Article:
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Scalable machine learning based time series forecasting

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Machine Learning 🤖 Forecast

Scalable machine learning for time series forecasting

CI Python PyPi conda-forge License

mlforecast is a framework to perform time series forecasting using machine learning models, with the option to scale to massive amounts of data using remote clusters.



pip install mlforecast


conda install -c conda-forge mlforecast

For more detailed instructions you can refer to the installation page.

Quick Start

Minimal Example

import lightgbm as lgb

from mlforecast import MLForecast
from sklearn.linear_model import LinearRegression

mlf = MLForecast(
    models = [LinearRegression(), lgb.LGBMRegressor()],
    lags=[1, 12],
    freq = 'M'

Get Started with this quick guide.

Follow this end-to-end walkthrough for best practices.

Sample notebooks


Current Python alternatives for machine learning models are slow, inaccurate and don’t scale well. So we created a library that can be used to forecast in production environments. MLForecast includes efficient feature engineering to train any machine learning model (with fit and predict methods such as sklearn) to fit millions of time series.


  • Fastest implementations of feature engineering for time series forecasting in Python.
  • Out-of-the-box compatibility with Spark, Dask, and Ray.
  • Probabilistic Forecasting with Conformal Prediction.
  • Support for exogenous variables and static covariates.
  • Familiar sklearn syntax: .fit and .predict.

Missing something? Please open an issue or write us in Slack

Examples and Guides

📚 End to End Walkthrough: model training, evaluation and selection for multiple time series.

🔎 Probabilistic Forecasting: use Conformal Prediction to produce prediciton intervals.

👩‍🔬 Cross Validation: robust model’s performance evaluation.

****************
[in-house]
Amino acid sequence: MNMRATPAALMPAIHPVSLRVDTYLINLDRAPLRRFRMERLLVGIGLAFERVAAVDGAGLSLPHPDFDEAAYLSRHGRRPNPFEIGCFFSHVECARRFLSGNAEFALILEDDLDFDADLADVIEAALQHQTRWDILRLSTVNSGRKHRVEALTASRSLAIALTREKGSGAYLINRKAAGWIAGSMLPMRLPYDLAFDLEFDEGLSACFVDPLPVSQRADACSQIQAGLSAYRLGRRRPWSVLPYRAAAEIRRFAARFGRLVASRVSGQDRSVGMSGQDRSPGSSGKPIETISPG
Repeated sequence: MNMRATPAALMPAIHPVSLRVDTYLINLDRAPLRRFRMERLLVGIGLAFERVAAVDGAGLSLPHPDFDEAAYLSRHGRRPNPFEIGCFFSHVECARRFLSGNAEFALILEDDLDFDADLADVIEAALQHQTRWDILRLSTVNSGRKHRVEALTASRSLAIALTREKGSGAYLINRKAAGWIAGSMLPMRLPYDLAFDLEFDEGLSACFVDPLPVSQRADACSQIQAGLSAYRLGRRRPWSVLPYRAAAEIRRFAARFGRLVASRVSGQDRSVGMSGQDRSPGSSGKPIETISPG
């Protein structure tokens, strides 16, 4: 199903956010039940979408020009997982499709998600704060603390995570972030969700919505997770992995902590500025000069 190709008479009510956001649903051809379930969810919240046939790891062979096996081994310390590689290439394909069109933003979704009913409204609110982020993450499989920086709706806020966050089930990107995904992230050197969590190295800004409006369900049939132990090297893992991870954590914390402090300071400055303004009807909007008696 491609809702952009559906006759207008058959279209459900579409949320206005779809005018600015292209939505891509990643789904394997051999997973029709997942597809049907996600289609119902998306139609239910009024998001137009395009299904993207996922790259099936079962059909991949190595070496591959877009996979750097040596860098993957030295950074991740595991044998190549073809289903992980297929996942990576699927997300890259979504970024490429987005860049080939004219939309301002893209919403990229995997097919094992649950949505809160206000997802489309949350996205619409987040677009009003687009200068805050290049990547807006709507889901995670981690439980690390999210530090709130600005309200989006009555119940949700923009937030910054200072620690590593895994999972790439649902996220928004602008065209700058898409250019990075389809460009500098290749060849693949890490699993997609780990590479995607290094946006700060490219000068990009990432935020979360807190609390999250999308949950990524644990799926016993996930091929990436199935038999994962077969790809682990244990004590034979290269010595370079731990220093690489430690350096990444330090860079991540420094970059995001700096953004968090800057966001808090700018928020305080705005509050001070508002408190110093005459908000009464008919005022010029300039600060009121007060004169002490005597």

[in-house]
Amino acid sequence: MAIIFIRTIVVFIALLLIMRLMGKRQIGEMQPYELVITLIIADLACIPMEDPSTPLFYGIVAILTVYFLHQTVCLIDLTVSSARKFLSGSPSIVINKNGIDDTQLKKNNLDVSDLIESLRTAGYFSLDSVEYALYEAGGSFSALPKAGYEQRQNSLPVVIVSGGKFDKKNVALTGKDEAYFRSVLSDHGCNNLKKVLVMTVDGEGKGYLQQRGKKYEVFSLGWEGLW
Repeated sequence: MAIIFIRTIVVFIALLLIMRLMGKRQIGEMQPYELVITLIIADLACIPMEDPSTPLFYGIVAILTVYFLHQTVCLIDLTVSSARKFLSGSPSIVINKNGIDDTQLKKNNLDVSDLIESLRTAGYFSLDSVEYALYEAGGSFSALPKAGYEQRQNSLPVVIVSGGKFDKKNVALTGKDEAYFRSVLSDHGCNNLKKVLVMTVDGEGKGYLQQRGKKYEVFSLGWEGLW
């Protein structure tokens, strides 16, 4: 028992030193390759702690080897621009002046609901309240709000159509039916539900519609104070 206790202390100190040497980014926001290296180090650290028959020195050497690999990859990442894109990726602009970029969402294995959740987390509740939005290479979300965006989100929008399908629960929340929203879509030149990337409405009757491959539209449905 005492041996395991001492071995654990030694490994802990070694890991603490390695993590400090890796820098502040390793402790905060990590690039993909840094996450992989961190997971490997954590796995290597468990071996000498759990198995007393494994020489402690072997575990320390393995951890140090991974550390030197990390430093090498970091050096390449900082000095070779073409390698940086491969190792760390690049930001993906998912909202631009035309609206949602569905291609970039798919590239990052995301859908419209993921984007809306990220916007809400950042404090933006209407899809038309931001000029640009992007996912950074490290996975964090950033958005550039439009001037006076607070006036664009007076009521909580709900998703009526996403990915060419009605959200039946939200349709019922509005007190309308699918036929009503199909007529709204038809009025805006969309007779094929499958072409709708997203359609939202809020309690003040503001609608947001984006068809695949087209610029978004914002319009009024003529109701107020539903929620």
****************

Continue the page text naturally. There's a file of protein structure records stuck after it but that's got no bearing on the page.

🔌 Predict Demand Peaks: electricity load forecasting for detecting daily peaks and reducing electric bills.

📈 Transfer Learning: pretrain a model using a set of time series and then predict another one using that pretrained model.

🌡️ Distributed Training: use a Dask, Ray or Spark cluster to train models at scale.

How to use

The following provides a very basic overview, for a more detailed description see the documentation.

Data setup

Store your time series in a pandas dataframe in long format, that is, each row represents an observation for a specific serie and timestamp.

from mlforecast.utils import generate_daily_series

series = generate_daily_series(
unique_id ds y static_0
0 id_00 2000-01-01 17.519167 72
1 id_00 2000-01-02 87.799695 72
2 id_00 2000-01-03 177.442975 72
3 id_00 2000-01-04 232.704110 72
4 id_00 2000-01-05 317.510474 72


Next define your models. If you want to use the local interface this can be any regressor that follows the scikit-learn API. For distributed training there are LGBMForecast and XGBForecast.

import lightgbm as lgb
import xgboost as xgb
from sklearn.ensemble import RandomForestRegressor

models = [

Forecast object

Now instantiate a MLForecast object with the models and the features that you want to use. The features can be lags, transformations on the lags and date features. The lag transformations are defined as numba jitted functions that transform an array, if they have additional arguments you can either supply a tuple (transform_func, arg1, arg2, …) or define new functions fixing the arguments. You can also define differences to apply to the series before fitting that will be restored when predicting.

from mlforecast import MLForecast
from mlforecast.target_transforms import Differences
from numba import njit
from window_ops.expanding import expanding_mean
from window_ops.rolling import rolling_mean

def rolling_mean_28(x):
    return rolling_mean(x, window_size=28)

fcst = MLForecast(
    lags=[7, 14],
        1: [expanding_mean],
        7: [rolling_mean_28]


To compute the features and train the models call fit on your Forecast object.
MLForecast(models=[LGBMRegressor, XGBRegressor, RandomForestRegressor], freq=<Day>, lag_features=['lag7', 'lag14', 'expanding_mean_lag1', 'rolling_mean_28_lag7'], date_features=['dayofweek'], num_threads=1)


To get the forecasts for the next n days call predict(n) on the forecast object. This will automatically handle the updates required by the features using a recursive strategy.

predictions = fcst.predict(14)
unique_id ds LGBMRegressor XGBRegressor RandomForestRegressor
0 id_00 2000-04-04 299.923771 309.664124 298.424164
1 id_00 2000-04-05 365.424147 382.150085 365.816014
2 id_00 2000-04-06 432.562441 453.373779 436.360620
3 id_00 2000-04-07 495.628000 527.965149 503.670100
4 id_00 2000-04-08 60.786223 75.762299 62.176080
... ... ... ... ... ...
275 id_19 2000-03-23 36.266780 29.889120 34.799780
276 id_19 2000-03-24 44.370984 34.968884 39.920982
277 id_19 2000-03-25 50.746222 39.970238 46.196266
278 id_19 2000-03-26 58.906524 45.125305 51.653060
279 id_19 2000-03-27 63.073949 50.682716 56.845384

280 rows × 5 columns

Visualize results

from utilsforecast.plotting import plot_series
fig = plot_series(series, predictions, max_ids=4, plot_random=False)
fig.savefig('figs/index.png', bbox_inches='tight')

How to contribute


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